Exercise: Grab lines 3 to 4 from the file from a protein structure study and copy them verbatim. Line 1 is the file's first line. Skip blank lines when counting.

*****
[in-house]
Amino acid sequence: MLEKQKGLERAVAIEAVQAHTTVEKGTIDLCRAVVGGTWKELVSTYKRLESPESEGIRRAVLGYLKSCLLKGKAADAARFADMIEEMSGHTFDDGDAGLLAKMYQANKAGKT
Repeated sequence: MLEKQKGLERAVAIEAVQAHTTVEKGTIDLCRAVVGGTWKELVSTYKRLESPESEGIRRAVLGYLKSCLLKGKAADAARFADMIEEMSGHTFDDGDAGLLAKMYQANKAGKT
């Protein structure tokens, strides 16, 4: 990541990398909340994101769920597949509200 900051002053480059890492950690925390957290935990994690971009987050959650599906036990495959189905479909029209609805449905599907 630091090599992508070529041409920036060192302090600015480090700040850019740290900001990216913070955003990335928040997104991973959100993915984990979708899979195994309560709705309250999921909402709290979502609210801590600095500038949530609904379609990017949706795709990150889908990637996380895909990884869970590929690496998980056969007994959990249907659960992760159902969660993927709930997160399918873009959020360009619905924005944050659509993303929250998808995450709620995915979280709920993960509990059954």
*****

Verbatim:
Repeated sequence: MLEKQKGLERAVAIEAVQAHTTVEKGTIDLCRAVVGGTWKELVSTYKRLESPESEGIRRAVLGYLKSCLLKGKAADAARFADMIEEMSGHTFDDGDAGLLAKMYQANKAGKT
């Protein structure tokens, strides 16, 4: 990541990398909340994101769920597949509200 900051002053480059890492950690925390957290935990994690971009987050959650599906036990495959189905479909029209609805449905599907 630091090599992508070529041409920036060192302090600015480090700040850019740290900001990216913070955003990335928040997104991973959100993915984990979708899979195994309560709705309250999921909402709290979502609210801590600095500038949530609904379609990017949706795709990150889908990637996380895909990884869970590929690496998980056969007994959990249907659960992760159902969660993927709930997160399918873009959020360009619905924005944050659509993303929250998808995450709620995915979280709920993960509990059954």